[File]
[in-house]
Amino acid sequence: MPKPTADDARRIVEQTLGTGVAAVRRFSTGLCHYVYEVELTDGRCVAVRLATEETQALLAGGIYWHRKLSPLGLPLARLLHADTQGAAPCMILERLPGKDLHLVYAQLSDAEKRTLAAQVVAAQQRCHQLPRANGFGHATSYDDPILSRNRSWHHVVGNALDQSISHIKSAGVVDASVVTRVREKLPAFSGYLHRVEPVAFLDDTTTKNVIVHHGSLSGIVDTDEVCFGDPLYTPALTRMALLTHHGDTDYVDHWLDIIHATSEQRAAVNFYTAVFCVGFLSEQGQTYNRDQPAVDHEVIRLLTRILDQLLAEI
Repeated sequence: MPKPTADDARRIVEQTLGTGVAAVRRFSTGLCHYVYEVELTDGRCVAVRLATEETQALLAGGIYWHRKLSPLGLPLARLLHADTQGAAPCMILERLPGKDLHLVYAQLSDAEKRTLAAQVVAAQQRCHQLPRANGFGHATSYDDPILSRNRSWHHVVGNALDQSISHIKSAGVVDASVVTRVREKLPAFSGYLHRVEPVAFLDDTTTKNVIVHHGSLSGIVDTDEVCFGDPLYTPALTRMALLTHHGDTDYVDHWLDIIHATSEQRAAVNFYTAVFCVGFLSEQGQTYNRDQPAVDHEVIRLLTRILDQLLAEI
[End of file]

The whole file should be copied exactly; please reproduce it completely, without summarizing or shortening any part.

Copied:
[in-house]
Amino acid sequence: MPKPTADDARRIVEQTLGTGVAAVRRFSTGLCHYVYEVELTDGRCVAVRLATEETQALLAGGIYWHRKLSPLGLPLARLLHADTQGAAPCMILERLPGKDLHLVYAQLSDAEKRTLAAQVVAAQQRCHQLPRANGFGHATSYDDPILSRNRSWHHVVGNALDQSISHIKSAGVVDASVVTRVREKLPAFSGYLHRVEPVAFLDDTTTKNVIVHHGSLSGIVDTDEVCFGDPLYTPALTRMALLTHHGDTDYVDHWLDIIHATSEQRAAVNFYTAVFCVGFLSEQGQTYNRDQPAVDHEVIRLLTRILDQLLAEI
Repeated sequence: MPKPTADDARRIVEQTLGTGVAAVRRFSTGLCHYVYEVELTDGRCVAVRLATEETQALLAGGIYWHRKLSPLGLPLARLLHADTQGAAPCMILERLPGKDLHLVYAQLSDAEKRTLAAQVVAAQQRCHQLPRANGFGHATSYDDPILSRNRSWHHVVGNALDQSISHIKSAGVVDASVVTRVREKLPAFSGYLHRVEPVAFLDDTTTKNVIVHHGSLSGIVDTDEVCFGDPLYTPALTRMALLTHHGDTDYVDHWLDIIHATSEQRAAVNFYTAVFCVGFLSEQGQTYNRDQPAVDHEVIRLLTRILDQLLAEI